By Dina Zelden

Childhood was once a time of unstructured afternoons, hours of imaginative play, and even the occasional boredom.  Today’s children have nearly the complete opposite as their time is scheduled to the minute with an overload of school work and activities.  It’s no wonder many children are feeling anxious and stressed.  Believe it or not, of the diseases that afflict children, mental health disorders are the most common, according to the Child Mind Institute.  While it’s important to know the specific triggers and reactions to stress to which your child is prone, there are many effective strategies and techniques that may help.

Help your child gain control over the physical reactions to stress in their body.  One simple way to calm their body is with breathing techniques   Teach them to focus on belly breathing by placing their hand on their belly to feel it rise and fall with each inhale and exhale.  Help them calm their thoughts and emotions with mindfulness exercises.  Guided meditation is another way to help a stressed child feel less anxious.  It is also helpful to focus their thoughts on an enjoyable task which requires lots of concentration.  Puzzles, crafts, or another activity can help a child gain control over their thoughts while letting go of stress.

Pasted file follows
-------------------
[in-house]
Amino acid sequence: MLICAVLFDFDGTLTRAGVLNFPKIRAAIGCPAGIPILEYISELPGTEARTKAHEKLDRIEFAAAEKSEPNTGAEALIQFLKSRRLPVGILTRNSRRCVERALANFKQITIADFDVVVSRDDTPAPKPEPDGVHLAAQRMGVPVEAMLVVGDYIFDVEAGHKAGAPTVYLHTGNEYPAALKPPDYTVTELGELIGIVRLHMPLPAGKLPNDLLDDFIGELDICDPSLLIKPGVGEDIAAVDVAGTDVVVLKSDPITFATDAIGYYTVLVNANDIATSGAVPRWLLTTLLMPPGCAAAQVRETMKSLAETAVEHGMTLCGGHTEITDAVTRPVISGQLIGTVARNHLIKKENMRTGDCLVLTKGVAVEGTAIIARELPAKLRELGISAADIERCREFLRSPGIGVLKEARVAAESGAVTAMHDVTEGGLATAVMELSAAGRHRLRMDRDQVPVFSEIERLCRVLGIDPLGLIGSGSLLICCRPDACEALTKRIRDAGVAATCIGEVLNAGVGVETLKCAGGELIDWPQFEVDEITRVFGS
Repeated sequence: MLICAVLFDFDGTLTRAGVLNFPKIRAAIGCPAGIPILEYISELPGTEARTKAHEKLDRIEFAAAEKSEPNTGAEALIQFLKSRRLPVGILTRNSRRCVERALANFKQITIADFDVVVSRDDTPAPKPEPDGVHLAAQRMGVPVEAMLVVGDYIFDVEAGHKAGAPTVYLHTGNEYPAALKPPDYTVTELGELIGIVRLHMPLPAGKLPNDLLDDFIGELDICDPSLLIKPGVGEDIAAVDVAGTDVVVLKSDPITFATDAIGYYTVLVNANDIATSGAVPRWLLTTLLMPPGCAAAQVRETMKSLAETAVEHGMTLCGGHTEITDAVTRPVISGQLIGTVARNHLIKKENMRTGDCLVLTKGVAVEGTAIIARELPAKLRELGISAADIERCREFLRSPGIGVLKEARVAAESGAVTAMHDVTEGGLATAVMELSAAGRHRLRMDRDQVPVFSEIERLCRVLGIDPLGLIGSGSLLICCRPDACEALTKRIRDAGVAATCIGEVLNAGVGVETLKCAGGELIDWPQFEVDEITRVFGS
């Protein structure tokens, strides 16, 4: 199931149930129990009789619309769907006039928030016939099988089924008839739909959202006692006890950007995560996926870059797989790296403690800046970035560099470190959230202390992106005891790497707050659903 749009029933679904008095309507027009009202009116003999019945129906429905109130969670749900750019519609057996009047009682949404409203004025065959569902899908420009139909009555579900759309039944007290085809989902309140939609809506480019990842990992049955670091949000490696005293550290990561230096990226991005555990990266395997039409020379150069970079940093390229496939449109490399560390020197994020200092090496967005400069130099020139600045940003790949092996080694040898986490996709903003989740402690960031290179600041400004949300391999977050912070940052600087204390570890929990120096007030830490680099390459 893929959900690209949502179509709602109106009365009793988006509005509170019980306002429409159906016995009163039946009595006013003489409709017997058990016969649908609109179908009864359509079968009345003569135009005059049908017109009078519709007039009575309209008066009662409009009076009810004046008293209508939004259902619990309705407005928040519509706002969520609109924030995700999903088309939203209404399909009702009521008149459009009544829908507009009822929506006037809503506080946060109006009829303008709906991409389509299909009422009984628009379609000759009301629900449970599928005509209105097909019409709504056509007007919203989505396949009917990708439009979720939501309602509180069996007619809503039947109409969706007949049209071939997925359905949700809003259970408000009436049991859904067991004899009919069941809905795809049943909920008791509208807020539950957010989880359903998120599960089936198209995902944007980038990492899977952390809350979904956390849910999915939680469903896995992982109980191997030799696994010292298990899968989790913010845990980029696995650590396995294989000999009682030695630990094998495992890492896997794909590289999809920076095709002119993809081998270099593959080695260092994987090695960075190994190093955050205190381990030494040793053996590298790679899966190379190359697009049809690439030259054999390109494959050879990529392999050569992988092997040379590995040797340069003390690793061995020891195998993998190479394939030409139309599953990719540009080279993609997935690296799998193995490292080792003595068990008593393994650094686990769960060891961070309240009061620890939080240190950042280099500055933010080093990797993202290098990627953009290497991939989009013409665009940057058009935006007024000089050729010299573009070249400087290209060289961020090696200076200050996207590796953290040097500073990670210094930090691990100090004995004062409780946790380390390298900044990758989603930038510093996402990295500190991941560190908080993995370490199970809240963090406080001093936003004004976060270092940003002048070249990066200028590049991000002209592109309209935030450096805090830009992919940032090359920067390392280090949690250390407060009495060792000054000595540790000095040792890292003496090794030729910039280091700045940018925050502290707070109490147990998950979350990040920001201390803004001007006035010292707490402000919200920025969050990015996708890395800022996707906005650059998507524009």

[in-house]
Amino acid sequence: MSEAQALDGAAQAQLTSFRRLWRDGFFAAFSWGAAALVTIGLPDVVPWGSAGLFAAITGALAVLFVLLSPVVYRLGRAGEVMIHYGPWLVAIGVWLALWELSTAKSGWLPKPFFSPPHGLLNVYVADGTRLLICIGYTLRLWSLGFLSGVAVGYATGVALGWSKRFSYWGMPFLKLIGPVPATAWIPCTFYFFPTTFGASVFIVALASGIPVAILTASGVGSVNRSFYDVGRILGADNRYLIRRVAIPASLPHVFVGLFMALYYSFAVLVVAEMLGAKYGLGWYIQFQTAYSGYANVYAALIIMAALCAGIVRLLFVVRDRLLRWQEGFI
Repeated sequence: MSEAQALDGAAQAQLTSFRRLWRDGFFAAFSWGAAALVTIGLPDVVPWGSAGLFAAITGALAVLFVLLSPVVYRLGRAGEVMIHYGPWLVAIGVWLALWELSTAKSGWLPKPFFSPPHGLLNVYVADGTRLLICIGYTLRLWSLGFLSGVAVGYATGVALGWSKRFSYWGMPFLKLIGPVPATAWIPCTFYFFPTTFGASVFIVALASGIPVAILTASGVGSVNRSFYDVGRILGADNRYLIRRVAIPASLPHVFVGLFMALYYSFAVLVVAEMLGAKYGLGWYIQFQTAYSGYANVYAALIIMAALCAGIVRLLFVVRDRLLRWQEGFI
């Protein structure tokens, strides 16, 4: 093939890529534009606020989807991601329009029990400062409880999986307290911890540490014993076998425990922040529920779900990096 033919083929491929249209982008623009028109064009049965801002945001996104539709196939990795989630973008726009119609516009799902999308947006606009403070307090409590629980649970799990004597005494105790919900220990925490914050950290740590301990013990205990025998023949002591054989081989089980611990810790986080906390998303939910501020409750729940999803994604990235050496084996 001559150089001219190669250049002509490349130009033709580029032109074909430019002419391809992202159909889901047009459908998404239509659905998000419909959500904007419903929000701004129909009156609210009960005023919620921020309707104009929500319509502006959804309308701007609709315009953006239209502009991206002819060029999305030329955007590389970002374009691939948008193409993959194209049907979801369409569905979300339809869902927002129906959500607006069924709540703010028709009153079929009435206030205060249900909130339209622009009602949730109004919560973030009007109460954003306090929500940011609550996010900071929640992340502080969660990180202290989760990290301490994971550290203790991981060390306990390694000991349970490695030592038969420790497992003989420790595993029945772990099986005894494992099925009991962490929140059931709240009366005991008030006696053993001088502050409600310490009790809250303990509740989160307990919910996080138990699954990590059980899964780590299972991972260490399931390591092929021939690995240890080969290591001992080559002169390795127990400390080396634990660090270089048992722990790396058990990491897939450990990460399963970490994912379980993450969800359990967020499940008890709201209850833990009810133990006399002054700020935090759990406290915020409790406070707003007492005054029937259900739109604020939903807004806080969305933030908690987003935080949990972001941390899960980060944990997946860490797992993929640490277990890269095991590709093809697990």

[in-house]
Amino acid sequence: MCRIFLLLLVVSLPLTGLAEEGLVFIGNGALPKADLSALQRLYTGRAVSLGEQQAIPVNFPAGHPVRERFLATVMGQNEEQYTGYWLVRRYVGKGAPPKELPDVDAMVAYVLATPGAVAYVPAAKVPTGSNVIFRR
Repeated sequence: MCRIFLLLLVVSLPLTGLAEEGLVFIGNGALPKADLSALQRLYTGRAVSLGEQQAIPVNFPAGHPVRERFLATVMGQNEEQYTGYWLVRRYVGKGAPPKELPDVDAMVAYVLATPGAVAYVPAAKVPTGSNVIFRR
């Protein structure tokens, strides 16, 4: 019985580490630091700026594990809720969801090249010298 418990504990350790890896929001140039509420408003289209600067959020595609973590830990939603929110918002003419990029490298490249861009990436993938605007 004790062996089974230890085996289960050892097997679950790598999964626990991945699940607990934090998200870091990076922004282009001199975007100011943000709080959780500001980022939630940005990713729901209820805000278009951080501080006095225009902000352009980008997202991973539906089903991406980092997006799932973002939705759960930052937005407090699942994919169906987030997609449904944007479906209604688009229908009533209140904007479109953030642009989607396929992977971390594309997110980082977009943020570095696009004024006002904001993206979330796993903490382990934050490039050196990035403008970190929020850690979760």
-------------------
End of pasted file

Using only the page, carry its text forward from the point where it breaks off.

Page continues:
Consider the positive effects of fresh air and a change of scenery. Get them outside and moving.  Quick bursts of aerobic activities can help them feel more in control.  Time spent in nature can also calm frayed nerves.  Encourage your child to notice the beauty of the world around them.  Get them to use their senses by asking: What do you see, hear, and smell?  Another great mood changer is music.  Encourage your child to put on their favorite tunes and sing or dance along.  They will be smiling before they know it!

Be sure your child has a close friend or relative with whom they can share what is troubling them.  Talking about it can help them gain perspective and feel encouraged.  They may offer a new solution and help your child see the problem in a new light.  Playing with a family pet is another positive way to deal with stress.  Snuggling with a furry friend provides distraction and unconditional love.  Lastly, when it comes to connecting to others, never underestimate the power of a nice, long hug which assures children that you are by their side and there to help.

While chronic stress requires discussion with a health professional, many children can learn to successfully incorporate their favorite stress-busters into daily life.  And who knows, while sharing these ideas with your child, YOU may find yourself feeling better as well!

Be sure your child has a close friend or relative with whom they can share what is troubling them.

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